Most states have a crime theft threshold, which means that a person who steals money or property over a certain amount is more likely to be charged with the crime than the theft of misdemeanors. The NRF notes that these syndicates are often looking for a “mix of valuable high-end products and cheap but easier-to-lock everyday necessities”.

“They know that if it doesn’t go above that certain level, nothing is going to happen,” said Glenn. “You will steal up to that amount and go to the next door and steal up to that amount.”

“It really hits retailers from multiple directions”

Brewer and Glenn said the proliferation of e-commerce has also led to a boom in criminals fencing stolen goods online. Glenn said that not all online sales platforms have “the same level of scrutiny and scrutiny” when it comes to merchants, while Brewer said that no online platform is currently doing enough to fight crime.

All of this means that retailers feel like they are grappling with an exponential growth in organized theft that everyday shoppers are likely to be unaware of. In the 2020 NRF survey, 59% of respondents said they discovered stolen goods from their business while selling on websites – 9% more than in 2018.

Brewer also said online platforms need to de-anonymize sellers in order to fight organized retail crime. The Buy Safe Coalition supports the INFORM Consumers Act, a bill that would force online platforms to authenticate “large third-party sellers”.

Home Depot organized retail crime

Police confiscated items, including some stolen from a Home Depot.

Courtesy Home Depot


“If the marketplaces have to start scrutinizing the people who are selling on their platform and making that information available to the public, it will be a lot harder for people to sell stolen goods,” Brewer said.

Online platforms have resisted the idea of ​​allowing thieves to spread on their websites. eBay has commended its efforts to remove suspicious entries and its initiatives to protect copyright and trademark owners, community members who trade unsafe goods, and third-party brands.

“EBay strives to provide a safe online shopping experience for millions of people worldwide, and we have no tolerance for criminal activity on our platform,” an eBay spokesman told Insider. “We believe that collaboration and cooperation between law enforcement agencies, retailers and marketplaces is the best way to fight fraud and organized retail crime.”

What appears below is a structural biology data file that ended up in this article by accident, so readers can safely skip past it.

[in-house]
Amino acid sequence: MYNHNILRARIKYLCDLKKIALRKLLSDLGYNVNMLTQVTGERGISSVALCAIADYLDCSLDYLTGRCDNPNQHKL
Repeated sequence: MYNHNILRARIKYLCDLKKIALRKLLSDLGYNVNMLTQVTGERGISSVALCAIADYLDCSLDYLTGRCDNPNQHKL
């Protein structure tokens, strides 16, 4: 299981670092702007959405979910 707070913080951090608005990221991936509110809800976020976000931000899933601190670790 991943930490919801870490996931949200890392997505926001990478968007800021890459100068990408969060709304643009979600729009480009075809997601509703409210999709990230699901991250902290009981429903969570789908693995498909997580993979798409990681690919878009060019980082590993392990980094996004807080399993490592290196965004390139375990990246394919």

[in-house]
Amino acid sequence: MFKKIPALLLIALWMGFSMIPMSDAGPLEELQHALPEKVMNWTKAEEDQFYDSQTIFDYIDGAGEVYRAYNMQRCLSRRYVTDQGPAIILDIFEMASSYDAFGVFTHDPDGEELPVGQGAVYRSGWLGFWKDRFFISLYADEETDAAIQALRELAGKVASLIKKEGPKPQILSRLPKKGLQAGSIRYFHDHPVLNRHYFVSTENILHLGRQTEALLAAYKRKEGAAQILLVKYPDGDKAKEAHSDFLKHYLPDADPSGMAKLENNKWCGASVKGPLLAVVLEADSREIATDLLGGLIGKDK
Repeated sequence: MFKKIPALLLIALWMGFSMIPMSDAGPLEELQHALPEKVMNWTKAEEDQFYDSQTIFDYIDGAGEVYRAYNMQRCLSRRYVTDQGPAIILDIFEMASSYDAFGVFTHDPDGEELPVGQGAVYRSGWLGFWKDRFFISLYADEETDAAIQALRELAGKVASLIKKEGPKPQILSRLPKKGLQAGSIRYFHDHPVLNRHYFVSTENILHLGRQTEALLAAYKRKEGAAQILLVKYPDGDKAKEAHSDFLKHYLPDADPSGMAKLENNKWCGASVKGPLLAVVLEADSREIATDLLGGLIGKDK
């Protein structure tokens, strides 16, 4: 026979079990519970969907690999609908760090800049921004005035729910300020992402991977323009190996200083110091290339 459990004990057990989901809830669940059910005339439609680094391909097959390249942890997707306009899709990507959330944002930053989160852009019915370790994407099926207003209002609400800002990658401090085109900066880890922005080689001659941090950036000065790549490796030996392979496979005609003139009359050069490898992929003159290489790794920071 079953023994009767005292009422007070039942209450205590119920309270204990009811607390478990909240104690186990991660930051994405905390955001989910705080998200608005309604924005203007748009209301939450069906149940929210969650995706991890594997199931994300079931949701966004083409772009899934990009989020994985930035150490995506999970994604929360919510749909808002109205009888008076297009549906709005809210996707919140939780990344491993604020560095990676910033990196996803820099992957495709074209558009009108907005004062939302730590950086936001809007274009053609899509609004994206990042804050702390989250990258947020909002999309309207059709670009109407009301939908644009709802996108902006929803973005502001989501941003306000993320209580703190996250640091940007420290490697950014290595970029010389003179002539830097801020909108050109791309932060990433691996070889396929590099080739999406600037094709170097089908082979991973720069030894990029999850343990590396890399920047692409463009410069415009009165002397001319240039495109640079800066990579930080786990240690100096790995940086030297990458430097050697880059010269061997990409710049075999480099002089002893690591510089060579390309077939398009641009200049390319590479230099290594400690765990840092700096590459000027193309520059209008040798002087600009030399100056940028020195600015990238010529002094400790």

An Amazon spokesman told Insider that in 2020 the company invested $ 700 million and 10,000 employees to “prevent fraud and abuse in our business.”

“Amazon doesn’t allow third-party sellers to list stolen goods on our store, and we are working closely with law enforcement, retailers, and brands to stop malicious actors and hold them accountable, including withhold funds, account termination and referral by law enforcement agencies, “an Amazon spokesman told Insider.

Home Depot organized retail crime

Police confiscated items, including some stolen from a Home Depot.

Courtesy Home Depot


The Makers and Merchants Coalition, a trading group that represents external online sellers, has spoken out against the INFORM law. It argues that “there is no reason to require individuals to give their personal information to the public in order to sell a small number of products online”.

“The INFORM Act’s true mission is to eliminate competition from big retailers by hurting small sellers,” spokeswoman Katie Wright said in a statement sent to Insider. “The law does nothing to stop stolen goods from their primary source, brick and mortar retail stores, but threatens to compromise the security and personal information of small online sellers who use larger marketplaces to sell their products.”

Wright said online marketplaces are already “collecting personally identifiable information from sellers as one of the many measures being taken to prevent millions of stolen and counterfeit products from being sold each year.”

However, Glenn and Brewer emphasized the threat posed by organized retail crime. Both said that when professional shoplifters are desperate, they could pose a physical threat to shoppers and retail workers. Glenn said that if left unchecked, bulk theft could push higher prices down on consumers, while Brewer said smaller stores could close.

“Not only does the retailer have their merchandise stolen, but someone is competing with them online by selling the same product at half price because it was stolen,” he said. “So it really hits retailers from several directions.”